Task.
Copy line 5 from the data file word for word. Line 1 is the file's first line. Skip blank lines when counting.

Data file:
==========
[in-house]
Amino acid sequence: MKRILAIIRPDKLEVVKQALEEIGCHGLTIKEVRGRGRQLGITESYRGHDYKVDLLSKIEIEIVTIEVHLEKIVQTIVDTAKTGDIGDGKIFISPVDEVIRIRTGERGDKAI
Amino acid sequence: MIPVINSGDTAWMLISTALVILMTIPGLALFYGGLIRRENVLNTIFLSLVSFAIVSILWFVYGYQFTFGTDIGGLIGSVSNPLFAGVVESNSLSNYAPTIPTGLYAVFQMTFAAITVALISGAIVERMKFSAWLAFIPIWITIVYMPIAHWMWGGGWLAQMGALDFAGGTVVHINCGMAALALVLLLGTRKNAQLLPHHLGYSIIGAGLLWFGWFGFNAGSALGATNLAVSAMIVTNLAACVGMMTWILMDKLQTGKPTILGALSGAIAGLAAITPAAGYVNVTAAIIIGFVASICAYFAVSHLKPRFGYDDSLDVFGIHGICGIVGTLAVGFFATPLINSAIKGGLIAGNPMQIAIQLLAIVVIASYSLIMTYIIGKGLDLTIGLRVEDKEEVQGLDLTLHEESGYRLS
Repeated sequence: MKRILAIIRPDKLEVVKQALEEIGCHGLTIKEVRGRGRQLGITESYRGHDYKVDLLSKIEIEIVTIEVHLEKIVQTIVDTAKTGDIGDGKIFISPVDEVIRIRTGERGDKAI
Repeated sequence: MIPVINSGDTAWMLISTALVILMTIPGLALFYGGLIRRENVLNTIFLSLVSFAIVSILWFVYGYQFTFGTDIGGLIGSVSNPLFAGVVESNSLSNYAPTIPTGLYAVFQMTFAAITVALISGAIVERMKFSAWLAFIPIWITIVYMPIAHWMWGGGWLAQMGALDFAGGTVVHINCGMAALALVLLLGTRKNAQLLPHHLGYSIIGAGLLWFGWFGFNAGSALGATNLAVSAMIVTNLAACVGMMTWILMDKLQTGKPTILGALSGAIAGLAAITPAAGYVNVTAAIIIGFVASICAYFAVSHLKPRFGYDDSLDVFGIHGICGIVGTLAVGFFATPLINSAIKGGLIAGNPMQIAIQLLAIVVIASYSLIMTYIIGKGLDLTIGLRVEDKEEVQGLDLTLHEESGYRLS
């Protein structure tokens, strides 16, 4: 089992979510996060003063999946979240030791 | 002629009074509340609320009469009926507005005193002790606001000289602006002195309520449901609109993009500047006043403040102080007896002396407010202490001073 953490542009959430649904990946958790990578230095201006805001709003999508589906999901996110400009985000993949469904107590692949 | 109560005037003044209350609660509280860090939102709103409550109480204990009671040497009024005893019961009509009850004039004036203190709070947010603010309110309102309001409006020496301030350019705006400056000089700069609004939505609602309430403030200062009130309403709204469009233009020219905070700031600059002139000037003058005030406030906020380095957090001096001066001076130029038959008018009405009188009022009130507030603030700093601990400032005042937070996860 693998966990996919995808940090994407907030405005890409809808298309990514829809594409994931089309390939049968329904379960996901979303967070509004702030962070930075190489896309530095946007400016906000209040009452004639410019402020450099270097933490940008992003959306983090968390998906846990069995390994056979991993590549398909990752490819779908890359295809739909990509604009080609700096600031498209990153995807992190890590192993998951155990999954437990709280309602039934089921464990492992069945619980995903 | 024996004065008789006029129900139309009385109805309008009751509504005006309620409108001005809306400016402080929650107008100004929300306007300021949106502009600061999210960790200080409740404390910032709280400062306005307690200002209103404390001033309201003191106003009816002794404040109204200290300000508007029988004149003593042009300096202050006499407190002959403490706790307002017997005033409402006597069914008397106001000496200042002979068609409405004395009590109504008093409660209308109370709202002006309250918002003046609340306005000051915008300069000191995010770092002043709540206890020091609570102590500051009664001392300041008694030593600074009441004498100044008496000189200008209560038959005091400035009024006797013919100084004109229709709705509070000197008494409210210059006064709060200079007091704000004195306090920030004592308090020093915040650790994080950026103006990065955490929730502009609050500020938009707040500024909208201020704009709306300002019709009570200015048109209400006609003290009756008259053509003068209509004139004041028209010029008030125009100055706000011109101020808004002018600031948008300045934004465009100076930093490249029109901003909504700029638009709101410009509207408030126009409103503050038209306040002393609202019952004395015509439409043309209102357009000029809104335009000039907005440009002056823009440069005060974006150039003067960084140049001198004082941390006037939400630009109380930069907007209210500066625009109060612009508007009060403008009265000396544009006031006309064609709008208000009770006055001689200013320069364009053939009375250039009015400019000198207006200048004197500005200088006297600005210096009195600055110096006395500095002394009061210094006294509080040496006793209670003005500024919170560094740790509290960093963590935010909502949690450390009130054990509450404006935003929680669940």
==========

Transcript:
Repeated sequence: MIPVINSGDTAWMLISTALVILMTIPGLALFYGGLIRRENVLNTIFLSLVSFAIVSILWFVYGYQFTFGTDIGGLIGSVSNPLFAGVVESNSLSNYAPTIPTGLYAVFQMTFAAITVALISGAIVERMKFSAWLAFIPIWITIVYMPIAHWMWGGGWLAQMGALDFAGGTVVHINCGMAALALVLLLGTRKNAQLLPHHLGYSIIGAGLLWFGWFGFNAGSALGATNLAVSAMIVTNLAACVGMMTWILMDKLQTGKPTILGALSGAIAGLAAITPAAGYVNVTAAIIIGFVASICAYFAVSHLKPRFGYDDSLDVFGIHGICGIVGTLAVGFFATPLINSAIKGGLIAGNPMQIAIQLLAIVVIASYSLIMTYIIGKGLDLTIGLRVEDKEEVQGLDLTLHEESGYRLS